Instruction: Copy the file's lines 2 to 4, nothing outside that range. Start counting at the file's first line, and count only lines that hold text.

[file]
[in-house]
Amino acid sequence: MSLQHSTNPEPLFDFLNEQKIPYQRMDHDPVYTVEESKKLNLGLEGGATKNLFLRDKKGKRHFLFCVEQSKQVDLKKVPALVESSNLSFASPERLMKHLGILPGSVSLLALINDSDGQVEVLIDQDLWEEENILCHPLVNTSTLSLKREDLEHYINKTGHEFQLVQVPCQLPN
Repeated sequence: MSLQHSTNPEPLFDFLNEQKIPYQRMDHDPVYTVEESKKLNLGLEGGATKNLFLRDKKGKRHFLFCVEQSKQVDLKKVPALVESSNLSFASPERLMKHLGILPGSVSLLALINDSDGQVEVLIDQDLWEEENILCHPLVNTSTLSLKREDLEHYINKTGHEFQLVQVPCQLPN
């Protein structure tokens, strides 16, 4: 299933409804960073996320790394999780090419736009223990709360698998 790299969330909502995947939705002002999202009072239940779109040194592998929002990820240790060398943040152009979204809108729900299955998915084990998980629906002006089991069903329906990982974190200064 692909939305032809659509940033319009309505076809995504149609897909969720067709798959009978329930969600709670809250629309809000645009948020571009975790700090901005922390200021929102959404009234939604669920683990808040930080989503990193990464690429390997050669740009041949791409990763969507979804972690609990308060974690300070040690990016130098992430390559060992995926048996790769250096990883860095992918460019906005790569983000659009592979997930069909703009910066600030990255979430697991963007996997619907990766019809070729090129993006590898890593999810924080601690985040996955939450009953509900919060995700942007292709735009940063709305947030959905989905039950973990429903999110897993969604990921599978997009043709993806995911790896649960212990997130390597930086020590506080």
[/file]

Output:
Amino acid sequence: MSLQHSTNPEPLFDFLNEQKIPYQRMDHDPVYTVEESKKLNLGLEGGATKNLFLRDKKGKRHFLFCVEQSKQVDLKKVPALVESSNLSFASPERLMKHLGILPGSVSLLALINDSDGQVEVLIDQDLWEEENILCHPLVNTSTLSLKREDLEHYINKTGHEFQLVQVPCQLPN
Repeated sequence: MSLQHSTNPEPLFDFLNEQKIPYQRMDHDPVYTVEESKKLNLGLEGGATKNLFLRDKKGKRHFLFCVEQSKQVDLKKVPALVESSNLSFASPERLMKHLGILPGSVSLLALINDSDGQVEVLIDQDLWEEENILCHPLVNTSTLSLKREDLEHYINKTGHEFQLVQVPCQLPN
């Protein structure tokens, strides 16, 4: 299933409804960073996320790394999780090419736009223990709360698998 790299969330909502995947939705002002999202009072239940779109040194592998929002990820240790060398943040152009979204809108729900299955998915084990998980629906002006089991069903329906990982974190200064 692909939305032809659509940033319009309505076809995504149609897909969720067709798959009978329930969600709670809250629309809000645009948020571009975790700090901005922390200021929102959404009234939604669920683990808040930080989503990193990464690429390997050669740009041949791409990763969507979804972690609990308060974690300070040690990016130098992430390559060992995926048996790769250096990883860095992918460019906005790569983000659009592979997930069909703009910066600030990255979430697991963007996997619907990766019809070729090129993006590898890593999810924080601690985040996955939450009953509900919060995700942007292709735009940063709305947030959905989905039950973990429903999110897993969604990921599978997009043709993806995911790896649960212990997130390597930086020590506080």